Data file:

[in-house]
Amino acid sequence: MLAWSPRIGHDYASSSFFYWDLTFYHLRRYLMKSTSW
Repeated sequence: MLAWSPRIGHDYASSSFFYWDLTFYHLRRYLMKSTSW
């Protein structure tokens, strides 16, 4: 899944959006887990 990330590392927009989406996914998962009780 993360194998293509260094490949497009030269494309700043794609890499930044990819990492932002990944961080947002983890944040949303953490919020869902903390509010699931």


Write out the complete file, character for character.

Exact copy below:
[in-house]
Amino acid sequence: MLAWSPRIGHDYASSSFFYWDLTFYHLRRYLMKSTSW
Repeated sequence: MLAWSPRIGHDYASSSFFYWDLTFYHLRRYLMKSTSW
């Protein structure tokens, strides 16, 4: 899944959006887990 990330590392927009989406996914998962009780 993360194998293509260094490949497009030269494309700043794609890499930044990819990492932002990944961080947002983890944040949303953490919020869902903390509010699931």